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October 19 - 25, 2012


 Coastweek   Kenya

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Coastweek -- Getting ready for takeoff from Maktau: 12 October 1915 - The first Royal Navy Air Service inland operational flight over enemy territory took place from Maktau with a Caudron GIII piloted by Flight Commander J.T. Cull.


James Willson launches his epic
history guide 'Guerillas of Tsavo'



Coastweek -- Foraging around in the Nairobi National Archives several gems were unearthed which I believe formed part of Edward Rodwell’s extensive collection.

At home we have boxes of printouts as a result of continually having to update the manuscript.

My erstwhile Editor (I assume in cahoots with my family) eventually threw her hands in after five years of frequent updates as more information kept coming to light and so revisions and corrections had to be made.

The last five or six years have seen an immense amount of detail becoming available through an increasingly keen and dedicated network of enthusiasts, who have evolved and became the Great War East Africa Association.

Their website http://www.gweaa.com is becoming a valuable source of information where you will find many links of interest on the entire East African Campaign.

I may add that there has never been a detailed document published about the first two years of the campaign whilst it remained in British East Africa.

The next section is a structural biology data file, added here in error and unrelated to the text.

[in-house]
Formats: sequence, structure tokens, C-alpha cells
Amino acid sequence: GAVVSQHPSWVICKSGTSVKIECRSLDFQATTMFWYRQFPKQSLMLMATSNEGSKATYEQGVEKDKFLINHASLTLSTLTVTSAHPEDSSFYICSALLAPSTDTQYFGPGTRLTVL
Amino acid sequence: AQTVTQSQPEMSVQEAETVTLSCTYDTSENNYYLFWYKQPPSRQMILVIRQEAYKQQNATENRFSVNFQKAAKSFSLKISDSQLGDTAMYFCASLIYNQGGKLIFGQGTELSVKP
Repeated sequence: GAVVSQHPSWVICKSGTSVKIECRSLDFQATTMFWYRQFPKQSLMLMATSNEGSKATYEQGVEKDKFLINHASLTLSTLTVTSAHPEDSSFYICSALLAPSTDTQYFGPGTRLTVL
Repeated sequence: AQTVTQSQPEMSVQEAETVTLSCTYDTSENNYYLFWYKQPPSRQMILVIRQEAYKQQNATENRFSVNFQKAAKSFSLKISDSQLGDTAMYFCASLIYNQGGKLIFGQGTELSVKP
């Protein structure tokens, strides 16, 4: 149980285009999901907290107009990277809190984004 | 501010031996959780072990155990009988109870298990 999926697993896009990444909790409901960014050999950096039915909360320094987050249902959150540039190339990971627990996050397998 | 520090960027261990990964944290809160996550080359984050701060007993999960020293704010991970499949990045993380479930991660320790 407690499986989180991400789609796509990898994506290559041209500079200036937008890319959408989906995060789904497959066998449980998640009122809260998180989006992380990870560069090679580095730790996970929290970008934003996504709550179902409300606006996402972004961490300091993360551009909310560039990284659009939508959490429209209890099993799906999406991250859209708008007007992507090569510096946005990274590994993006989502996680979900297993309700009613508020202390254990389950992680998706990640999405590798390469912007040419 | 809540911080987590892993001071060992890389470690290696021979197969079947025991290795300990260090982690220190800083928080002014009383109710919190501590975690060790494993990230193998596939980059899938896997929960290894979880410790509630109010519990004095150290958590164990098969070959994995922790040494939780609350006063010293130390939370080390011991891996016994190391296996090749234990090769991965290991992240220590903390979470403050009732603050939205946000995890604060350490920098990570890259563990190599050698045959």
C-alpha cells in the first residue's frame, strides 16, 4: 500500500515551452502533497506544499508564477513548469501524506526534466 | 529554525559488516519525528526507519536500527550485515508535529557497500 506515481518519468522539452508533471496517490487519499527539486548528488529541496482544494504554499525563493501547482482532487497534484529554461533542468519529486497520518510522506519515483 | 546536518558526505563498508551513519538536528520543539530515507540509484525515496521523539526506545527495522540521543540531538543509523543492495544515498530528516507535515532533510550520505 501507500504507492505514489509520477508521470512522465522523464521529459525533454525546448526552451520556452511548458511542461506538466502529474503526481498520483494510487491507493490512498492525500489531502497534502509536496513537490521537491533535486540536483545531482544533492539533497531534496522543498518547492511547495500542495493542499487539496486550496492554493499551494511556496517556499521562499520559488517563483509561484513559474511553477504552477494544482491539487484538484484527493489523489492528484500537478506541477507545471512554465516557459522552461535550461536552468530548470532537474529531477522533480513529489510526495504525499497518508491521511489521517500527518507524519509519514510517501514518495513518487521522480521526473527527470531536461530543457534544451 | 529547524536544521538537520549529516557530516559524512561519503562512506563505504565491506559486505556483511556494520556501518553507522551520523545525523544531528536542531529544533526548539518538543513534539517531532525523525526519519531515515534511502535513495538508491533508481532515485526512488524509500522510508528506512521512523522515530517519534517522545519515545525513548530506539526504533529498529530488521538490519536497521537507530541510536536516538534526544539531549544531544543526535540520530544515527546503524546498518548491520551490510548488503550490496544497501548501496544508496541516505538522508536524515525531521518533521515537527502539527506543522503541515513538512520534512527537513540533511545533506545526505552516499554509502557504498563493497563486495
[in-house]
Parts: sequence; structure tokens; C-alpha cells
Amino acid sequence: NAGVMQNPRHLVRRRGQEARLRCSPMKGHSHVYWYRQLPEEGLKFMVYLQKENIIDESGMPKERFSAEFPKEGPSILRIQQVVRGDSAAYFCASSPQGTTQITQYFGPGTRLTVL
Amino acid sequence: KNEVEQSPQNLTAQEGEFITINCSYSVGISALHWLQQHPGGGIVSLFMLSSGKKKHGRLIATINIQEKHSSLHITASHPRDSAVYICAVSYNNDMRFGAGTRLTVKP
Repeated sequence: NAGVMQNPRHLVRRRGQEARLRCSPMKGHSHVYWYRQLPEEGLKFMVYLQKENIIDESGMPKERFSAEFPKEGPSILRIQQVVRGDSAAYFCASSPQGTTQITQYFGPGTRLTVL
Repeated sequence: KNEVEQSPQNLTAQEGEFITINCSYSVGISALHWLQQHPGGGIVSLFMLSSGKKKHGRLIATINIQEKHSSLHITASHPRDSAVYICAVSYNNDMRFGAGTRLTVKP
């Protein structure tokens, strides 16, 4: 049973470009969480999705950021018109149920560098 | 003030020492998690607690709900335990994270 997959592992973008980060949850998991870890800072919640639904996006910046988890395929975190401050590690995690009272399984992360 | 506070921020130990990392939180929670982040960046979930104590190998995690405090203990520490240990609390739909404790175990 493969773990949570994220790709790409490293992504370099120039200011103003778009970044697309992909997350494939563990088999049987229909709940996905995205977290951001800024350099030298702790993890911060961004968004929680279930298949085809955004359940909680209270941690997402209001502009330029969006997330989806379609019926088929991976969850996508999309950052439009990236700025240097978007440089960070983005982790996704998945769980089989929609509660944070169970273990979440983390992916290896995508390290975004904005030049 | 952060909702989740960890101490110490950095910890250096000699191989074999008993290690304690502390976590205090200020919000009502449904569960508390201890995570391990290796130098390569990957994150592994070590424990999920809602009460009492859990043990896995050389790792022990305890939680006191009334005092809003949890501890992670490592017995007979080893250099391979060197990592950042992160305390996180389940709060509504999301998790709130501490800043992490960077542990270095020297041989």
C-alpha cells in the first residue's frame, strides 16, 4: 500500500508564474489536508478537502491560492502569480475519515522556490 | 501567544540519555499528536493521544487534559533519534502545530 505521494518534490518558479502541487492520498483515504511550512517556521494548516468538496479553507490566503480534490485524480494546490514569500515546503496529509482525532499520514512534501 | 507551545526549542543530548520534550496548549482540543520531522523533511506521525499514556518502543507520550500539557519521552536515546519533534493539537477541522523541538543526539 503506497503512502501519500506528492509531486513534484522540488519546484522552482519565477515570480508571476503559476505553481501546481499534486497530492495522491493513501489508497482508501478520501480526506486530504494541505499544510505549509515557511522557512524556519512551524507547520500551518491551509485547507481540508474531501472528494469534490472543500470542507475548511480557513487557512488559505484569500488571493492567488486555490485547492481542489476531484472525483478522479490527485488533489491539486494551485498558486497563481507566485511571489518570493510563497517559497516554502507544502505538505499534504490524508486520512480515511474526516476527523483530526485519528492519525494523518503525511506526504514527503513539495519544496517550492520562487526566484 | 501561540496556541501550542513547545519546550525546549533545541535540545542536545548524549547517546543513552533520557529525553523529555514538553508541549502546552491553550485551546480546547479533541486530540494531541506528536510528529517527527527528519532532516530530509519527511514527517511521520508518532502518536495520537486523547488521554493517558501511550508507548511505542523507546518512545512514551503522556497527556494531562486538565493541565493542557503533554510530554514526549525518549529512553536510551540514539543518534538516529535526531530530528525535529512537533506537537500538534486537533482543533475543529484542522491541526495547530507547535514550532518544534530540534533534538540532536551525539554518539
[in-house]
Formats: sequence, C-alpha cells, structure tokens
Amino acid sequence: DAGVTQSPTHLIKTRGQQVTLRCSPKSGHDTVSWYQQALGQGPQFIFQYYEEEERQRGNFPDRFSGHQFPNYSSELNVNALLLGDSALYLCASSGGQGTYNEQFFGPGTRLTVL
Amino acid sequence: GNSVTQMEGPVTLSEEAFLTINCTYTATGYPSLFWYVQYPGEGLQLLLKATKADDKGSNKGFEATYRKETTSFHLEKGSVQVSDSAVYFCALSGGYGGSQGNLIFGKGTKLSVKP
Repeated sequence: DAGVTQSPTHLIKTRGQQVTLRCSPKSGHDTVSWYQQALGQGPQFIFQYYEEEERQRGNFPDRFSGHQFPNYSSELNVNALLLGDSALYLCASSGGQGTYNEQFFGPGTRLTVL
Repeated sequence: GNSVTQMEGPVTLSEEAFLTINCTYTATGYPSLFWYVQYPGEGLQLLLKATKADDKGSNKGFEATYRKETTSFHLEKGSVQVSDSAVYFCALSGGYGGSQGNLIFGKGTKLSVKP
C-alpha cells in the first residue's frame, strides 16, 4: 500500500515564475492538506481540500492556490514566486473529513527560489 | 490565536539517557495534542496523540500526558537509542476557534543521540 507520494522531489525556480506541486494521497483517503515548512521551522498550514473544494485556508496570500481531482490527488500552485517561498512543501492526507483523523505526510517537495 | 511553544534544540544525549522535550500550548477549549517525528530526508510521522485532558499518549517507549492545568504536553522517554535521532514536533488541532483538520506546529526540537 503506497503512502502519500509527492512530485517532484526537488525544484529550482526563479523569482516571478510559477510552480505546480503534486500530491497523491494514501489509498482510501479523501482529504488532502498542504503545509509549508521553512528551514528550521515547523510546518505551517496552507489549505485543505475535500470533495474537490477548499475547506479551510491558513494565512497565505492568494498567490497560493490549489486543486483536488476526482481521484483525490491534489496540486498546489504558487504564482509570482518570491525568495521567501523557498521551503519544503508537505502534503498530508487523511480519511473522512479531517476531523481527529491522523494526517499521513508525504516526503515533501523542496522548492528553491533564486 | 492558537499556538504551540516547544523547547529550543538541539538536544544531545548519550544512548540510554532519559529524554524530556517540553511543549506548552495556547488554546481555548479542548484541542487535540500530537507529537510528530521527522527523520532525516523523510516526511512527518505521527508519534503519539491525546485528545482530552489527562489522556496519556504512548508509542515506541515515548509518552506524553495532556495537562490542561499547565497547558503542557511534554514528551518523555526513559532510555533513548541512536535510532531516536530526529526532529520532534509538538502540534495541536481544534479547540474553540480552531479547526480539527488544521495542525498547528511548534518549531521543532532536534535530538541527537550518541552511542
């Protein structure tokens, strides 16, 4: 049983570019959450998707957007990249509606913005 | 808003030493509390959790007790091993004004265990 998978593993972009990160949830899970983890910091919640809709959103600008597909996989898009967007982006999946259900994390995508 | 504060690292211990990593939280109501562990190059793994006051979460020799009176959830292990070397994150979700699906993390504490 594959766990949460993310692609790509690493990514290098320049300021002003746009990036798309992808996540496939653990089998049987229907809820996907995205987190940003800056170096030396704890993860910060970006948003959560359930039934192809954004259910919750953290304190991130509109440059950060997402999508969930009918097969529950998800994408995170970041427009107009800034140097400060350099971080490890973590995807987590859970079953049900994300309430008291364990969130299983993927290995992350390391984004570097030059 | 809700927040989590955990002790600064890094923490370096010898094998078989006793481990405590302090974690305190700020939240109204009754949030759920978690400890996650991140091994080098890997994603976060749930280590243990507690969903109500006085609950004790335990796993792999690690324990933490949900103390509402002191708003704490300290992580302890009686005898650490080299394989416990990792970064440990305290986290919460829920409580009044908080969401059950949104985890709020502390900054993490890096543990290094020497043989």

Even in the last couple of weeks a most important and significant find has been made, the field diary written by General von Lettow Vorbeck has just been re found at the IWM, it had even been translated into English then forgotten, until it turned up in another box mixed with completely different documents from another time.


Coastweek -- Mount Kasigau rises from the flat plains outside the Tsavo National Park.

So this sort of thing has been the root problem as to why the book took so long to come out.

Personally, I have derived immense enjoyment in researching the detail for this book, which recounts the first two years of the East African campaign whilst it remained in the B.E.A.; the best part though was always the field work.

Greatly supported and encouraged by my family, Eileen and Joan, and to whom I owe so much credit to.

For so long I have thought, dreamed and talked about nothing else, the house is full of war books and magazines, and bits of metal and all sorts of things we have found and collected, they have been very understanding.

I must add, on a more recent foray, Eileen was subject to an unprovoked attack and mauled on the leg requiring anti rabies injections and treatment by no lesser creature than a honey badger, one of the fiercest and most powerful creatures for its size in the African bush.

I hope that now 'Guerrillas of Tsavo' is in print, that many of you may glean some further interest and insight about a little known campaign that took place on our own back door step between 1914 and 1916.

Next time you are in Tsavo West I hope you will be able to add interest to your visit.


Coastweek -- Railway line from Voi to Taveta, looking towards Wundanyi and Taita Hills. 

A few years ago, we went to South Africa with Keren and Andy Burnard, for three weeks, first visiting the Western Cape and Namaqualand to view the wild flowers.

Of course, whilst in the area we had to include visits to the Fort in Cape Town and a museum with artifacts from the Konigsberg at Simons Town.

But more importantly for Andy and I, was a special treat of 10 days visiting the Anglo Boar War and Anglo Zulu War sites in Natal.

It certainly was not long enough.

We witnessed an industry there that had developed around the history of these wars with Battlefield and Heritage Tourism, we were told that there was at least a two year waiting list to be escorted around by licenced professional guides who really know their subjects.